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International Rectifier Corporation (NYSE:IRF)

Goldman Sachs Technology and Internet Conference

Feb 15, 2012 02:40 PM ET

Executives

Oleg Khaykin - President and CEO

Analyst

Jim Schneider - Goldman

Jim Schneider - Goldman

My name is Jim Snider from the semiconductor here at Goldman and it's my pleasure to introduce IR today. IR is a broad line supplier of analog products into the communications, computing, industrial, consumer and military aerospace end markets and with those from the company is Oleg Khaykin. Welcome Oleg.

Oleg Khaykin

Thank you Jim.

Jim Schneider - Goldman

So just wanted your thoughts at sort of very high level on or maybe sort of tactical over actually on near term business trends, clearly you've seen similar things to the rest of the industry over the past couple of quarters, we've seen a pretty pronounced in store correction across the industry. But it looks like something your business has started to turn the corner at this point and guided the sales flat up 9% for the March quarter I believe it was. Can you give us a sense of what you've been seeing from customers? What times you think that they were actually at the bottom of the cycle and what do you think the reflection looks like from here.

Oleg Khaykin

Well I think really December and March quarter should be taken together kind of the floor and really depending on whether you took your poison in the December quarter or you spread it out between two quarters, if you took our word, dropped in the December quarter, you're probably more towards down in the March quarter, if you took bigger drops like which chose to do in the December quarter, you're going to see some recovery. And the basic thing is it always comes down to the end demand and the end demand do not really drop that much. Because I look at my sell-in and sell through numbers last quarter in Asia, my sell through was down in single digits in demand, but sell-in was down 30 to 40%. So there is clearly everybody is burning inventory and inventories are being burned not just steady distribution semiconductor company levels but all the way up to the retail aspect. Everything is evenly coming down and one of the things that everybody has forgotten, 2008, 2009 and I talked to some of our customers in their procurement, I said well, what is the deal with the device, well, I am under strict orders to reduce inventory. I don't care. I'm not even if you give me 5-10% discount, I am reducing inventories come hell or high water because my TL wants floor inventories and that percolates all the way across industry.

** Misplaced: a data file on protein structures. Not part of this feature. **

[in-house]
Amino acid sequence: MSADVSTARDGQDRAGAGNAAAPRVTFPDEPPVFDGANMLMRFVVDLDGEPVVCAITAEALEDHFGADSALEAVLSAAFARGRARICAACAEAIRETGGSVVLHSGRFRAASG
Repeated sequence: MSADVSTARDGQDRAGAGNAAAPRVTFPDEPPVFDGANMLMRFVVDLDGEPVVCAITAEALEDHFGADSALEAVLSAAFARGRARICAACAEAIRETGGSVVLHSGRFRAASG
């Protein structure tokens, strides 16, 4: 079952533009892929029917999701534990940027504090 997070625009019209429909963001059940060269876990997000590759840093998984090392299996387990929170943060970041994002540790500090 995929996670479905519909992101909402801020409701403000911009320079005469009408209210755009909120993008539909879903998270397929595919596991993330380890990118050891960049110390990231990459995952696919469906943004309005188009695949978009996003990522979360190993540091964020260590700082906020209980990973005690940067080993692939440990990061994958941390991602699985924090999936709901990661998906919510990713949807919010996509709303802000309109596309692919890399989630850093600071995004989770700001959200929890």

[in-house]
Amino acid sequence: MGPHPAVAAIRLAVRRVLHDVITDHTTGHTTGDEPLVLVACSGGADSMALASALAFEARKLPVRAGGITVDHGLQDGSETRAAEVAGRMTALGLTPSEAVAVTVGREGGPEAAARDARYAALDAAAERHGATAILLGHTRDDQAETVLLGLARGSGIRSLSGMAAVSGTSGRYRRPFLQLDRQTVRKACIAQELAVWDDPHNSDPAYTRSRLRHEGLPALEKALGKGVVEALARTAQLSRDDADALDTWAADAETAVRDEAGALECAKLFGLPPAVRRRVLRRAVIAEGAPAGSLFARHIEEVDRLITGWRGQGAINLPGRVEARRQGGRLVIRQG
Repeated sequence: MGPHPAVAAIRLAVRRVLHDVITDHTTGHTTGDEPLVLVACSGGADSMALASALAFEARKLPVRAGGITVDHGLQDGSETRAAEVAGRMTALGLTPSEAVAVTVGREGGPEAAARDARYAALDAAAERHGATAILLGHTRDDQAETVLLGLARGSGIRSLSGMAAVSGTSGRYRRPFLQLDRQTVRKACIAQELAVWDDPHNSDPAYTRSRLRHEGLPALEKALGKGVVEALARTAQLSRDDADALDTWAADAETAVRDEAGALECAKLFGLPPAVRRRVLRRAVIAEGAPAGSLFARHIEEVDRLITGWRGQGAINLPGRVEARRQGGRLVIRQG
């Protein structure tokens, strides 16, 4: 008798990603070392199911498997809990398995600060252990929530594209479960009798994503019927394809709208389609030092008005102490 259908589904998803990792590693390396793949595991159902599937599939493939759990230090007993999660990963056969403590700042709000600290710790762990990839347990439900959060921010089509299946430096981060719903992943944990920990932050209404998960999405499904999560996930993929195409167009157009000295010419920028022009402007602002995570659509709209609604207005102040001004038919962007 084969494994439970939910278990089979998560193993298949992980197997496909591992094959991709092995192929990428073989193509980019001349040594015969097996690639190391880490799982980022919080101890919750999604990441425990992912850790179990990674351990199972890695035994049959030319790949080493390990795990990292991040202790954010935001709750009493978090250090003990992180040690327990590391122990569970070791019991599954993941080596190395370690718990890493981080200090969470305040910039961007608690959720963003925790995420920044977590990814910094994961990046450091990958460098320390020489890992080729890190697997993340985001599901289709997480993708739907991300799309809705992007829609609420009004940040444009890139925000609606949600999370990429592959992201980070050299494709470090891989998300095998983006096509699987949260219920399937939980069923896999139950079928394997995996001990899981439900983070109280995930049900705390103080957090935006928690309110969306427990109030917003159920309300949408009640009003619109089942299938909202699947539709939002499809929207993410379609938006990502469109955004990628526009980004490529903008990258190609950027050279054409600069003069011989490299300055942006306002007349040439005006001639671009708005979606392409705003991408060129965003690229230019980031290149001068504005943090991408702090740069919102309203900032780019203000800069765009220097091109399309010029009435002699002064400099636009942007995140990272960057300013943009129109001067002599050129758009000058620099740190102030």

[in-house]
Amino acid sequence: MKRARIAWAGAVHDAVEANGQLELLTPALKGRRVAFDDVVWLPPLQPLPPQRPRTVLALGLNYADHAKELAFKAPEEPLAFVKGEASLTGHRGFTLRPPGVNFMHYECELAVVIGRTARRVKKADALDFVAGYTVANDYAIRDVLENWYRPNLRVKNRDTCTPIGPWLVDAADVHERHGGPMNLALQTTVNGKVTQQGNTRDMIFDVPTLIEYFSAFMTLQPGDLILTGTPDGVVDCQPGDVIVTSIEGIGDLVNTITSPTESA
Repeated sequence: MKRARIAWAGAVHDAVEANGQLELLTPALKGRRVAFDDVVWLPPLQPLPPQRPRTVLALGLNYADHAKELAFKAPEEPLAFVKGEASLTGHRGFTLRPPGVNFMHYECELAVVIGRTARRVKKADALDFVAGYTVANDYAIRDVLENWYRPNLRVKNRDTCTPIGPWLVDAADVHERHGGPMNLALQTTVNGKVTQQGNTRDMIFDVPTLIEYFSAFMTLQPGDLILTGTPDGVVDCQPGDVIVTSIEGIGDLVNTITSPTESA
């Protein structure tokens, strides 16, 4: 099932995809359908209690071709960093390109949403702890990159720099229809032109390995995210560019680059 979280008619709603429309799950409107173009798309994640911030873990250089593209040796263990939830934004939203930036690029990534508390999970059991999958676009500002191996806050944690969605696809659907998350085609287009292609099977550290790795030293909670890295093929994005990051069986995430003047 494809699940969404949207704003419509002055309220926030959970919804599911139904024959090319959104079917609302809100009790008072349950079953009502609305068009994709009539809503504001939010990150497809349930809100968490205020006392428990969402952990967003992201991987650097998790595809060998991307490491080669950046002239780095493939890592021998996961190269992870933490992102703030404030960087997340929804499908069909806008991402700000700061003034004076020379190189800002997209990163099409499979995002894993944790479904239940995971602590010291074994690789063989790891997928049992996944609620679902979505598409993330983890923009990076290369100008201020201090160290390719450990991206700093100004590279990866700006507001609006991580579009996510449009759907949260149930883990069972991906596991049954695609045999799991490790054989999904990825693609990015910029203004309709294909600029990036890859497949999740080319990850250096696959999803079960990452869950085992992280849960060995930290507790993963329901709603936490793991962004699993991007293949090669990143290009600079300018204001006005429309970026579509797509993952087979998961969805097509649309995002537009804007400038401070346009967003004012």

So the good news is that last quarter and this quarter things are coming down. The other one is I look at the economy in China coming to pick up. They had a big slowdown because of the liquidity crunch that took about three months but it really hit us hard and hit lot of the industrial and their consumer conception in the December quarter. It's not coming back, they opened all the tickets in December, so it's going to proclaim.

So where we are right now is, we're seeing some orders come in but a lot of that is very much like people pinging, they said, hey I got an order coming in, do you have a product. If you have products in a shop right now, they'll take it, if not, they'll have somebody else have it. At the same time you're seeing people putting orders for the next quarter because they figure June and September are the very strong quarters generally in the cycle and with inventories being depleted, everybody hedging their back that suppliers might run out of buffer stock and they will have to hit hard lead times.

But what I am seeing today if I say characterize the order pattern between cancellations push out and orders coming in, it's clearly in a positive territory.

Jim Schneider - Goldman

Got it and then you mentioned Asia and I either missed but didn’t ask about post Chinese New Year. What have you seen from your customers in China post the holiday. Clearly there is always a lot of the companies have talked about the things were strong and generally ahead of the holiday. They are always strong in generally you have the holiday. Just question is what are they after the holiday.

Oleg Khaykin

Yes, look March quarter is seasonally weak quarter anyway. So we did get orders. Right before our earnings I mentioned we got three days, we got orders and the question was is it people just catching up or is it real orders. But to me now I have two weeks and what I am looking at is hey, it's not a one trick pony not one blend. Its consistently the positive signals are out way the negative signal which is very from the beginning of the December quarter where you had negative signals far outweigh the positive signals. So the net gain or losses to your visibility in the quarter is more positive than negative. But that is probably varied by depending what you chose to do in December. If you chose to not take the first market business and del with the inventory or you chose to push the product in with some incentive because then if you did then March quarter will be weaker for you, if you didn’t, March quarter should be stronger for you.